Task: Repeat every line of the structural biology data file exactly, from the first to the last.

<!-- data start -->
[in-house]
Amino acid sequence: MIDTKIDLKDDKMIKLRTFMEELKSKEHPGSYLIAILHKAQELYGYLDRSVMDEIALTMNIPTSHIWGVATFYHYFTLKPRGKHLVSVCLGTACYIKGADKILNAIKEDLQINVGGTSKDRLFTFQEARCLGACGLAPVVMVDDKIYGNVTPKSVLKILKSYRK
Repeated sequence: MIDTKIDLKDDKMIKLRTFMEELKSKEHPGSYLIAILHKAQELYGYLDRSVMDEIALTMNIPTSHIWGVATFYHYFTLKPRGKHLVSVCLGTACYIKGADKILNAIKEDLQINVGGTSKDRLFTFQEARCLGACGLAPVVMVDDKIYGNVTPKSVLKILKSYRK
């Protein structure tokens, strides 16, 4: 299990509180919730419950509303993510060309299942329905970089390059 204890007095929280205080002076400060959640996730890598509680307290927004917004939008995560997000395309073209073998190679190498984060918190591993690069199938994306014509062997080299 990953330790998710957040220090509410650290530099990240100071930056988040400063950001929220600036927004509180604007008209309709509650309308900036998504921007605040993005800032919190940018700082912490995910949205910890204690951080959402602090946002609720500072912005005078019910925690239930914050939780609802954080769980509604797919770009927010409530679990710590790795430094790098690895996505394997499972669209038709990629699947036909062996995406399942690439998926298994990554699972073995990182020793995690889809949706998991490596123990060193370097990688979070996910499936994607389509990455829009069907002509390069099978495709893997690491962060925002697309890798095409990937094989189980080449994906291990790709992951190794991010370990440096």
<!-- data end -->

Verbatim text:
[in-house]
Amino acid sequence: MIDTKIDLKDDKMIKLRTFMEELKSKEHPGSYLIAILHKAQELYGYLDRSVMDEIALTMNIPTSHIWGVATFYHYFTLKPRGKHLVSVCLGTACYIKGADKILNAIKEDLQINVGGTSKDRLFTFQEARCLGACGLAPVVMVDDKIYGNVTPKSVLKILKSYRK
Repeated sequence: MIDTKIDLKDDKMIKLRTFMEELKSKEHPGSYLIAILHKAQELYGYLDRSVMDEIALTMNIPTSHIWGVATFYHYFTLKPRGKHLVSVCLGTACYIKGADKILNAIKEDLQINVGGTSKDRLFTFQEARCLGACGLAPVVMVDDKIYGNVTPKSVLKILKSYRK
């Protein structure tokens, strides 16, 4: 299990509180919730419950509303993510060309299942329905970089390059 204890007095929280205080002076400060959640996730890598509680307290927004917004939008995560997000395309073209073998190679190498984060918190591993690069199938994306014509062997080299 990953330790998710957040220090509410650290530099990240100071930056988040400063950001929220600036927004509180604007008209309709509650309308900036998504921007605040993005800032919190940018700082912490995910949205910890204690951080959402602090946002609720500072912005005078019910925690239930914050939780609802954080769980509604797919770009927010409530679990710590790795430094790098690895996505394997499972669209038709990629699947036909062996995406399942690439998926298994990554699972073995990182020793995690889809949706998991490596123990060193370097990688979070996910499936994607389509990455829009069907002509390069099978495709893997690491962060925002697309890798095409990937094989189980080449994906291990790709992951190794991010370990440096």